It’s 11:30 PM on a Sunday night in London in the early 2000s. As a dub siren echoes around a basement veiled in incense smoke and dripping with sweat, a crew of producers in a crowded booth test out their latest dubplates. The music was broken beat and the club CoOp, a dark, steamy, and intense party that became the scene’s spiritual home.
Born in West London in the mid- to late ’90s, broken beat (aka bruk) was created by a community of producers with their roots in a variety of London’s club scenes. Taking influences from jazz-funk, fusion, boogie, spiritual jazz, Afrobeat, and Latin through to the instigators’ musical roots in jungle, techno, house, and hip-hop, these pioneers created a new sound defined by syncopated rhythms, heavy bass, and shifting time signatures.
The scene’s main players reveled in their underground status, largely circumventing the music press. But despite broken beat being even more of a niche scene than drum and bass before it or dubstep later, it spread beyond West London to influence DJs and producers worldwide. And now, more than twenty years on, the original creators and new-school producers are coming together to take the sound forward.
One of the main pioneers is IG Culture (Ian Grant), who released the first record to be tagged broken beat as New Sector Movements back in 1997. As cofounder of Selectors Assemble with Alex Phountzi, IG is now at the forefront of the new movement. “The collective energy is there still, but we are now trying to build an infrastructure around that to convert the energy into results,” says IG the morning after Selectors Assemble’s monthly show on Worldwide FM.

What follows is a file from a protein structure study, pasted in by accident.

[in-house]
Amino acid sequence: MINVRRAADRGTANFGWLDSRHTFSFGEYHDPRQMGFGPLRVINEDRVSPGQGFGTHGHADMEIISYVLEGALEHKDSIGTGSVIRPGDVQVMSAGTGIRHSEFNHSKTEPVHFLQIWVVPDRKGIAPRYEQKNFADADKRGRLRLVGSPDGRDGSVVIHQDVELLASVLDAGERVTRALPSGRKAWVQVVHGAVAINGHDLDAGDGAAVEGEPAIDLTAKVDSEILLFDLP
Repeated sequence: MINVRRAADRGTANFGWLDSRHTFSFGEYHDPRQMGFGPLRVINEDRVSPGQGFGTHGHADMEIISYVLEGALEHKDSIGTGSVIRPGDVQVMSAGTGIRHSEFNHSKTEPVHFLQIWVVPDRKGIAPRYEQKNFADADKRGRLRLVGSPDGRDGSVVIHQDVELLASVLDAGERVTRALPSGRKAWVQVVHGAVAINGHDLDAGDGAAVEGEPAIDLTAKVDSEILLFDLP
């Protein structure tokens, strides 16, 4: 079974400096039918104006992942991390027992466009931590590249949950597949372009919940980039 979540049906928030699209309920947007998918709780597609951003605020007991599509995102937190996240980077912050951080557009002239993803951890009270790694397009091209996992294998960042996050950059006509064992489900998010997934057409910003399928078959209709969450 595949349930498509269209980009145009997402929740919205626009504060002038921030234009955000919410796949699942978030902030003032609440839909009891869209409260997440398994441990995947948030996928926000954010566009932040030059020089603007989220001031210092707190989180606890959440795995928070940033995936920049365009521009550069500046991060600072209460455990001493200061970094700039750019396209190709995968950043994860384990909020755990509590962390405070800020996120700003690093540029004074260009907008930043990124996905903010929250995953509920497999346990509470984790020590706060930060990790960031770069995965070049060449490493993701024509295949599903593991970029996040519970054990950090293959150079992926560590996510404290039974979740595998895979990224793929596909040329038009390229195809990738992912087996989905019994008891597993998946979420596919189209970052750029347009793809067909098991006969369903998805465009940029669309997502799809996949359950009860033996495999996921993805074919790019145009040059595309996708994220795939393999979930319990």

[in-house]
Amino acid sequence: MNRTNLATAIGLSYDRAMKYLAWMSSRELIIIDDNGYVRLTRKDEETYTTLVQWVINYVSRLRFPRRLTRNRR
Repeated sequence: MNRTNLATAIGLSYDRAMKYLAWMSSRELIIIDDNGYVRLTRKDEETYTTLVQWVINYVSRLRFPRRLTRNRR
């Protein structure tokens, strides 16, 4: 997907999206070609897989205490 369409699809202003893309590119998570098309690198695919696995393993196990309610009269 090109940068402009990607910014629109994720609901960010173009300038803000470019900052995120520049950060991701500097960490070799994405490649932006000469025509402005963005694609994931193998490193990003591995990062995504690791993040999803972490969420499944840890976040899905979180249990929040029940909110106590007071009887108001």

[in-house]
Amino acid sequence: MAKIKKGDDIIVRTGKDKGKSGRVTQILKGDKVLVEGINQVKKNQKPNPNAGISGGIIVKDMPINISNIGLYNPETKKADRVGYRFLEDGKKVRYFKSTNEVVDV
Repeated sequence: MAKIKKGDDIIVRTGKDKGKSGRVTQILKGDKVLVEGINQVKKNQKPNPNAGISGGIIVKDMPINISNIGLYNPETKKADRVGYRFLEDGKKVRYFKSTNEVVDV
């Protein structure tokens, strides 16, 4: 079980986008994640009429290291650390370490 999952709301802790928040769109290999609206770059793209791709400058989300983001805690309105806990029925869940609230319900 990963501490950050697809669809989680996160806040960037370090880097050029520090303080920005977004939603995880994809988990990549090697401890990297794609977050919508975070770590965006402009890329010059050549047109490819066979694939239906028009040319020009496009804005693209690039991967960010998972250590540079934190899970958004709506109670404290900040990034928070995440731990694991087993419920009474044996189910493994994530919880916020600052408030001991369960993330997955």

The West Londoner’s musical foundations were in sound-system culture, but it was through hip-hop that IG became known. As one half of Dodge City Productions, he went from bedroom beatmaker to major-label artist on Island Records’ subsidiary 4th & Broadway. But by the mid-’90s, IG was retreating back to the underground. “After the first experience with a big label, I basically realized that I didn’t really have a clue how the game works. Obviously, I knew that I had a lot to learn,” he says. “So I basically started from scratch and spent the next few years learning my craft.”
This period of transition saw IG scouring record fairs for inspiration for the music he would make next. “I was buying everything from Fela Kuti to Sun Ra, to African Fuji music, to jazz on labels like Strata-East, and lots of Latin. I was also listening deeply to a lot of Herbie Hancock’s Man-Child LP, all the early George Duke fusion stuff, and Roy Ayers Ubiquity,” he says. “Obviously, hip-hop was a big influence on my production, and a lot of the jazz came from those hip-hop roots and from the crate-digging at the record fairs. I was still using [the same] kit that I built hip-hop tracks on, like the SP-1200 drum machine, but there wasn’t a strict formula for these early tracks. They were experiments. The grooves I started doing were just my idea of how those African and fusion beats dropped on the records I was getting into, using the sampler and all the old vintage keyboards I had.” Although the influences came from records from the 1970s, the results were anything but retrospective.
The home for the futuristic tracks born out of these experimentations would be a new label going by the name of People. It was set up by Mike Slocombe and Spencer Weekes to release a house 12-inch by Electric Soul, one of the aliases of Ladbroke Grove producer genius Phil Asher, who tragically passed away earlier this year. “At this time, we’d see Phil and [Asher’s Electric Soul production partner] Luke ‘Duke’ McCarty a lot, as they were working in the next street and were doing some really cool stuff,” says Slocombe. “I mentioned to Phil that me and Spencer were thinking of setting up a label, and he immediately said they’d do something for us. That became [Electric Soul’s] ‘Wateva... / Je Me Souviens’ 12-inch.”
Around this time, Slocombe had been talking to his old friend IG about the possibility of IG recording some tracks for this new label Slocombe was setting up. “IG was adamant that he didn’t want to make house music,” says Slocombe. “He came back with this demo of four tracks that just blew us away; they were just very different to what else was around.”